17 July 08 | Chad W. Post | Comments

The German Book Office recently chose Eros by Helmut Krausser as its book pick for July.

Krausser’s book—which doesn’t actually release until mid-August, though you could pre-order copies now—is coming out from Europa Editions and sounds pretty interesting:

Alexander von Brücken, an ageing millionaire, invites an unknown author into his mansion to record his life story. From there the novel plunges back into Germany’s past when Hitler’s Third Reich is on the brink of failure. In an air raid shelter, Alexander falls desperately in love with a girl named Sofie. She flees with her family, but she is never able to completely escape from Alexander’s grasp. Odd coincidences and fortuitous circumstances find their way into Sofie’s life, and Alexander with his wealth and power lurks in the background. Krausser examines the limits of wealth and the limitless power of unrequited love in this novel. Despite the vast geographical and chronological spaces that the story sweeps through, Alexander’s obsession with Sofie shines more vividly than all the surrounding elements. With the unknown author narrating this seductive and darkly fascinating story, the reader also wonders if Alexander’s perspective and telling of his past have been skewed by years of longing and frustration.

This is the only the second of Krausser’s books to make it’s way into English, the first being The Great Bagarozy. Looking at the stats, I know that there’s a one in a million chance (you know, give or take a few hundred thousand) for a foreign author to be published in English, yet this one sort of surprises me.

In addition to Eros and The Great Bagarozy, Krausser has a book called Fat World (a sample translation of which has been making the rounds) and another called Ultrachronos (or simply UC) that’s described as such:

UC, or Ultrachronos, is a certain way of perceiving the world shortly before death: it is a moment, a single instant, wherein you watch your entire life, but not just the events that actually happened, you also see the events which could have happened. Krausser’s new novel Ultrachronos is both a tale of a man’s seemingly unshakeable existence – as a successful conductor, as an arrogant adulterer – and the story of a man viewing his own Ultrachronos. The reader sees the main character as he flees from his past – and as he meets Kurthes, a writer and guru, who seems to know everything about him and who wants to give him an eerie part in his new book…Helmut Krausser, the critically acclaimed author of several novels, theater-plays, poems, diaries, and opera libretti, works with the instruments of a crime novel, but this book goes much deeper into the borderland of our existence.

It’s possible Europa is doing more of his titles . . . Regardless, Eros sounds intriguing and is definitely something we’ll review as soon as it’s available (you know, give or take a month or two).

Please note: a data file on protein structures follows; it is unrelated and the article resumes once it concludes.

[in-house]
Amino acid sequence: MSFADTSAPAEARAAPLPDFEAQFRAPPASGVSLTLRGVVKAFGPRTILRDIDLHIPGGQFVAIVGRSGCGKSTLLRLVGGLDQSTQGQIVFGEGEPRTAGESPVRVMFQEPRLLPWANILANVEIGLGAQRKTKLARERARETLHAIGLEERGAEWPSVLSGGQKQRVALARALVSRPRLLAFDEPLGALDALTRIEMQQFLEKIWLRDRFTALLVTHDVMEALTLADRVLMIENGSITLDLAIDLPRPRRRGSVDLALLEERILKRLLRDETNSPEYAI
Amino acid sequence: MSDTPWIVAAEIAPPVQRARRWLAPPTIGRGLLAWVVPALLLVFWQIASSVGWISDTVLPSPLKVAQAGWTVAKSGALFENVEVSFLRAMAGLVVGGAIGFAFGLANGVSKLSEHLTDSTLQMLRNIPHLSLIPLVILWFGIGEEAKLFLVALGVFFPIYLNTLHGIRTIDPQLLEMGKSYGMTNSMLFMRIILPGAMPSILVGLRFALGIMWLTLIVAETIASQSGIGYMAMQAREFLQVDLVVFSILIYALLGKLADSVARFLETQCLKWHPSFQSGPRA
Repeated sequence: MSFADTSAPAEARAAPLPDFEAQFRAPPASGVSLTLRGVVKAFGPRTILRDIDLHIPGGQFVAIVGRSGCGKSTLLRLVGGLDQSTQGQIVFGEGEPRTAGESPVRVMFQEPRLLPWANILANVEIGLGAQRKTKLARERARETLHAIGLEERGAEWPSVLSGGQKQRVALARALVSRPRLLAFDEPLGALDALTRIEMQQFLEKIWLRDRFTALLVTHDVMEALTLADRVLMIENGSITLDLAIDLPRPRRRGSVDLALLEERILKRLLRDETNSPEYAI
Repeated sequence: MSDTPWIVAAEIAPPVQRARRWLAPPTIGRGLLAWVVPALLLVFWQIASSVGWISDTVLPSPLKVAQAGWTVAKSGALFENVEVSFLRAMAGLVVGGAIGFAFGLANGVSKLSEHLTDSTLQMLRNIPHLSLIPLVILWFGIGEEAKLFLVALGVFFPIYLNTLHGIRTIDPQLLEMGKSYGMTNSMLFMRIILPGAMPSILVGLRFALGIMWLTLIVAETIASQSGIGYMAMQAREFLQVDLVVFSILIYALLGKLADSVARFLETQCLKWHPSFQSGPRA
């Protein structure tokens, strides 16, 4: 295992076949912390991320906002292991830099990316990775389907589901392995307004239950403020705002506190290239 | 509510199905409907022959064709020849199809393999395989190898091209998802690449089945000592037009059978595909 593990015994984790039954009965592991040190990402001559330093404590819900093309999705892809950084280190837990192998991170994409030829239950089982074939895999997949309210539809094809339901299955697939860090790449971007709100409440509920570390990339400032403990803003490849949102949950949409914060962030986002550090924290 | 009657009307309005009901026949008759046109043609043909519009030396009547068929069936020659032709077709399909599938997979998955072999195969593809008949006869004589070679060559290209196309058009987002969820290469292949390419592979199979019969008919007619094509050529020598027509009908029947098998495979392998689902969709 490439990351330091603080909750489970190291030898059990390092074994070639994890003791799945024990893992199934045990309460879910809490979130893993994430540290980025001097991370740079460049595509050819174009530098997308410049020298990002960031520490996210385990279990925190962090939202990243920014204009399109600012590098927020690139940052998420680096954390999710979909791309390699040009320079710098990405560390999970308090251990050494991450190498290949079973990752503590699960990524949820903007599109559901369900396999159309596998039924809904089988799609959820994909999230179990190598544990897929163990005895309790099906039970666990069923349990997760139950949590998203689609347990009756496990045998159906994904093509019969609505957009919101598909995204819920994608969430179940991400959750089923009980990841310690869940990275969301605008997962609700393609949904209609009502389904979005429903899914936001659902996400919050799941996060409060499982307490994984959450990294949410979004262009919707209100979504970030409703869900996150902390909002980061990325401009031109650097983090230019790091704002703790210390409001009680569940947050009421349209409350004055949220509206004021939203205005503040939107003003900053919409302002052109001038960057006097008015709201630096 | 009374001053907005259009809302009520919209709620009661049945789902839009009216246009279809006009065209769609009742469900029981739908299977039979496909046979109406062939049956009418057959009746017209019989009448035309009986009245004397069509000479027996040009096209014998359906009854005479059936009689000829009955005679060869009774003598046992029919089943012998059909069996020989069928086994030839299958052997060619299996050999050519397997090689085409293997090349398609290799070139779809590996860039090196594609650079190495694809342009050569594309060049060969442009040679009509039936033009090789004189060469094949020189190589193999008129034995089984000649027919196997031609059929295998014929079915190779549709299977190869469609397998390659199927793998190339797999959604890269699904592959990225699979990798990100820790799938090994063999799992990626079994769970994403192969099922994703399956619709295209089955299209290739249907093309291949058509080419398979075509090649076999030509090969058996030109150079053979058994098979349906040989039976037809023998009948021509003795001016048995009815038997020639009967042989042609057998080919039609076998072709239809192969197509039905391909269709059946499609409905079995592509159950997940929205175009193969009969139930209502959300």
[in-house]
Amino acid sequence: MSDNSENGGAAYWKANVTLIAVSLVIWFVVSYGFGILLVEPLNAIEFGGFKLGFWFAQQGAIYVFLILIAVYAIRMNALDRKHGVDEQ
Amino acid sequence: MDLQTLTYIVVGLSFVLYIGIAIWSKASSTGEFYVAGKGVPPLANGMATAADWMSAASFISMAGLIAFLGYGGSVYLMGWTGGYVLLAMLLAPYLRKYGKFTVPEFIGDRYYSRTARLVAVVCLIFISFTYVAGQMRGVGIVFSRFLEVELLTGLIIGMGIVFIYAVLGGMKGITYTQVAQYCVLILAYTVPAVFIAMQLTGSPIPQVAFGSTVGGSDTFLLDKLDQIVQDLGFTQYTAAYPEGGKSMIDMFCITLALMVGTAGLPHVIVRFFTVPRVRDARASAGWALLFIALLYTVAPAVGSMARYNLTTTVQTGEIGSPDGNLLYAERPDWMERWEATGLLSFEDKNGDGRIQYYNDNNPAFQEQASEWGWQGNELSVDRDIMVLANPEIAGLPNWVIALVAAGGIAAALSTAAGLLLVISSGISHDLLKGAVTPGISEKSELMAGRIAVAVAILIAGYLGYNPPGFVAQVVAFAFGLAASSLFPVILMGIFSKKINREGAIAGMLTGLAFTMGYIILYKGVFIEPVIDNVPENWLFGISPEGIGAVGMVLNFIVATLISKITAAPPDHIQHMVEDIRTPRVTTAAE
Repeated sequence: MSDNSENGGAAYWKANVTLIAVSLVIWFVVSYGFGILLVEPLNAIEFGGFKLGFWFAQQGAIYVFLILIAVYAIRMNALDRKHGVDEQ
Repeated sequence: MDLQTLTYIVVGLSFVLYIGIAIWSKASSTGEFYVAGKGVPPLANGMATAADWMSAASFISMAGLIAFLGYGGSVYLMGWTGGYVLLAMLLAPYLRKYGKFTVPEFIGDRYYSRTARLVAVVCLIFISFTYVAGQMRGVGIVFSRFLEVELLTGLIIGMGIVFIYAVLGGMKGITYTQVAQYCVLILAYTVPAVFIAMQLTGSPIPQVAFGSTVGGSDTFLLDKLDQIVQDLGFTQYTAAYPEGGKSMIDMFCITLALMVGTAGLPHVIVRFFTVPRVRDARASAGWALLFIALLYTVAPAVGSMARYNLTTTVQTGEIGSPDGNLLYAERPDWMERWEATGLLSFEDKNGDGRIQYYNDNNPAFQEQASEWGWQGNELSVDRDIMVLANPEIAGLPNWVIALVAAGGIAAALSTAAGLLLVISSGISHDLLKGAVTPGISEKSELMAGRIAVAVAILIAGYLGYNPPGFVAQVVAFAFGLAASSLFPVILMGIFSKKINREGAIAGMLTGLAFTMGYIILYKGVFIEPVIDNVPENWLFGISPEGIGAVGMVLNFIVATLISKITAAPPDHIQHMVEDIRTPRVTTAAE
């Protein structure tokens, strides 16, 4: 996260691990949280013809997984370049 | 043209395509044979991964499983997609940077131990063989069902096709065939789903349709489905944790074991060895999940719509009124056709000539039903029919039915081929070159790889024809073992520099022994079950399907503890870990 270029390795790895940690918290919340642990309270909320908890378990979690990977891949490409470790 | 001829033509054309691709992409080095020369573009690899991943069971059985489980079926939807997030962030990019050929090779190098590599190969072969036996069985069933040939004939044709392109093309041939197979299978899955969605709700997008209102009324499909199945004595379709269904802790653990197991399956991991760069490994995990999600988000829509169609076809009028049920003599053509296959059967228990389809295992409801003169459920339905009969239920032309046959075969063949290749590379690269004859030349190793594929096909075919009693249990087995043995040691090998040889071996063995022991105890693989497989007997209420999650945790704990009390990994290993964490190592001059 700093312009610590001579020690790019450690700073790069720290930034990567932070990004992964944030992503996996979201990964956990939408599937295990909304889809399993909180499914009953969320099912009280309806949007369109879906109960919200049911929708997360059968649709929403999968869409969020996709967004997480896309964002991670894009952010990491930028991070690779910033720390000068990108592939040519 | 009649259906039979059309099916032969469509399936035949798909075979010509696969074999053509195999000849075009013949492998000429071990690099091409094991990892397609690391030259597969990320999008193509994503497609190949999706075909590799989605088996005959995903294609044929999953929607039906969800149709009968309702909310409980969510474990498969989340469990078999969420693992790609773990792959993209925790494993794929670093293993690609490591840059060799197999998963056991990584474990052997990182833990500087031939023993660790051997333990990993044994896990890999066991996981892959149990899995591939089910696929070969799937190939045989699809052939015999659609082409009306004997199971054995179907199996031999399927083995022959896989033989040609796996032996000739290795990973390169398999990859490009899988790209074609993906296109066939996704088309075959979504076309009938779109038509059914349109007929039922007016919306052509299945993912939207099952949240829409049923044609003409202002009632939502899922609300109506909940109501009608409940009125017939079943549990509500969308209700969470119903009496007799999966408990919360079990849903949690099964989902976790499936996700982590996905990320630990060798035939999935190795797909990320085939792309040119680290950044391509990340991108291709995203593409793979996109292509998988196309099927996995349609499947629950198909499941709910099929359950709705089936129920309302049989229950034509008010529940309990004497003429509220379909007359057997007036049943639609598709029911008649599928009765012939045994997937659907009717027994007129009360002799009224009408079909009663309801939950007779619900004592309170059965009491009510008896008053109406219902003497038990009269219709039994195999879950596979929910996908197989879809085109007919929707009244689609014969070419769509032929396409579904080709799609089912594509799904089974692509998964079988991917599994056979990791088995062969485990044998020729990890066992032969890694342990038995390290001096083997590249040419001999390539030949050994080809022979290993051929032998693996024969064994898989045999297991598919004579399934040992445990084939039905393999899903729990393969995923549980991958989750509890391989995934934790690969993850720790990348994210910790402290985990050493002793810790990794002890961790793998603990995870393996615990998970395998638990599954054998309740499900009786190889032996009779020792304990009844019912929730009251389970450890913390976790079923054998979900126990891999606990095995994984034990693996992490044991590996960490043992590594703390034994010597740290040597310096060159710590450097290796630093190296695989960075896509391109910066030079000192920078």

....
Autobiography of a Corpse
Autobiography of a Corpse by Sigizmund Krzhizhanovsky
Reviewed by Simon Collinson

One of the greatest services—or disservices, depending on your viewpoint—Bertrand Russell ever performed for popular philosophy was humanizing its biggest thinkers in his History. No longer were they Platonic ideals, the clean-shaven exemplars of the kind of homely truisms that. . .

Read More >

A Musical Hell
A Musical Hell by Alejandra Pizarnik
Reviewed by Vincent Francone

The best way to review Alejandra Pizarnik’s slim collection, A Musical Hell, published by New Directions as part of their Poetry Pamphlet series, is to begin by stating that it is poetry with a capital P: serious, dense, and, some. . .

Read More >

Astragal
Astragal by Albertine Sarrazin
Reviewed by Tiffany Nichols

Upon completing Albertine Sarrazin’s Astragal I was left to wonder why it ever fell from print. Aside from the location, Astragal could pass as the great American novel. Its edginess and rawness capture the angst and desires we all had. . .

Read More >

Live Bait
Live Bait by Fabio Genovesi
Reviewed by Megan Berkobien

When my eyes first crossed the back cover of Fabio Genovesi’s novel Live Bait, I was caught by a blurb nestled between accolades, a few words from a reviewer for La Repubblica stating that the novel was, however magically, “[b]eyond. . .

Read More >

The Skin
The Skin by Curzio Malaparte
Reviewed by Peter Biello

“I preferred the war to the plague,” writes Curzio Malaparte in his 1949 novel, The Skin. He speaks of World War II and the destruction it has wrought on Italy, the city of Naples in particular. But the plague he. . .

Read More >

Love Sonnets & Elegies
Love Sonnets & Elegies by Louise Labé
Reviewed by Brandy Harrison

With the steady rise of feminist scholarship and criticism in recent decades, it is little wonder that the work of Louise Labé should be attracting, as Richard Sieburth tells us in the Afterword to his translation, a “wide and thriving”. . .

Read More >

Conversations
Conversations by César Aira
Reviewed by Tiffany Nichols

In Conversations, we find ourselves again in the protagonist’s conscious and subconscious, which is mostly likely that of Mr. César Aira and consistent with prototypical Aira style. This style never fails because each time Aira is able to develop a. . .

Read More >